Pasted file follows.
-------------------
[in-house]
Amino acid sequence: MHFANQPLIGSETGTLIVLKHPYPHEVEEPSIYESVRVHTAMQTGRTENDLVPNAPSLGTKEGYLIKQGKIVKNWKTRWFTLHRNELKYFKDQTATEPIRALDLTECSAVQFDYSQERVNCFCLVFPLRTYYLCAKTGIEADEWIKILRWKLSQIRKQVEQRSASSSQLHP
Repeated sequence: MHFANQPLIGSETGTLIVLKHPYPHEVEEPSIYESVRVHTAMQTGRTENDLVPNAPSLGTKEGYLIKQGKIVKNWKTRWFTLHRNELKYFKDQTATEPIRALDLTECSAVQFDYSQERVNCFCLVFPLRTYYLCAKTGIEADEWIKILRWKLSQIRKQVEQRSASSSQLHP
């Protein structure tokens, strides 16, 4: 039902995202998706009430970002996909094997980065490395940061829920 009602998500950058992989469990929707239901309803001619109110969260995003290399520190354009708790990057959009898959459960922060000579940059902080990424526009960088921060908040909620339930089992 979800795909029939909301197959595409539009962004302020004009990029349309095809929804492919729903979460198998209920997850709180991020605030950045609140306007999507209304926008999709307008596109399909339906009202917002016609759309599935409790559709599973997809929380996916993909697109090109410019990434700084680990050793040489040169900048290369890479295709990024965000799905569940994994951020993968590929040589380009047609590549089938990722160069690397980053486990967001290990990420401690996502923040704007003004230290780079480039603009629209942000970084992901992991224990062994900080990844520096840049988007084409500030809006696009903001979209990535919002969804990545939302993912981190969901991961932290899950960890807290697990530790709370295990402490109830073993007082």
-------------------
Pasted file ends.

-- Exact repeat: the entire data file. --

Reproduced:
[in-house]
Amino acid sequence: MHFANQPLIGSETGTLIVLKHPYPHEVEEPSIYESVRVHTAMQTGRTENDLVPNAPSLGTKEGYLIKQGKIVKNWKTRWFTLHRNELKYFKDQTATEPIRALDLTECSAVQFDYSQERVNCFCLVFPLRTYYLCAKTGIEADEWIKILRWKLSQIRKQVEQRSASSSQLHP
Repeated sequence: MHFANQPLIGSETGTLIVLKHPYPHEVEEPSIYESVRVHTAMQTGRTENDLVPNAPSLGTKEGYLIKQGKIVKNWKTRWFTLHRNELKYFKDQTATEPIRALDLTECSAVQFDYSQERVNCFCLVFPLRTYYLCAKTGIEADEWIKILRWKLSQIRKQVEQRSASSSQLHP
């Protein structure tokens, strides 16, 4: 039902995202998706009430970002996909094997980065490395940061829920 009602998500950058992989469990929707239901309803001619109110969260995003290399520190354009708790990057959009898959459960922060000579940059902080990424526009960088921060908040909620339930089992 979800795909029939909301197959595409539009962004302020004009990029349309095809929804492919729903979460198998209920997850709180991020605030950045609140306007999507209304926008999709307008596109399909339906009202917002016609759309599935409790559709599973997809929380996916993909697109090109410019990434700084680990050793040489040169900048290369890479295709990024965000799905569940994994951020993968590929040589380009047609590549089938990722160069690397980053486990967001290990990420401690996502923040704007003004230290780079480039603009629209942000970084992901992991224990062994900080990844520096840049988007084409500030809006696009903001979209990535919002969804990545939302993912981190969901991961932290899950960890807290697990530790709370295990402490109830073993007082």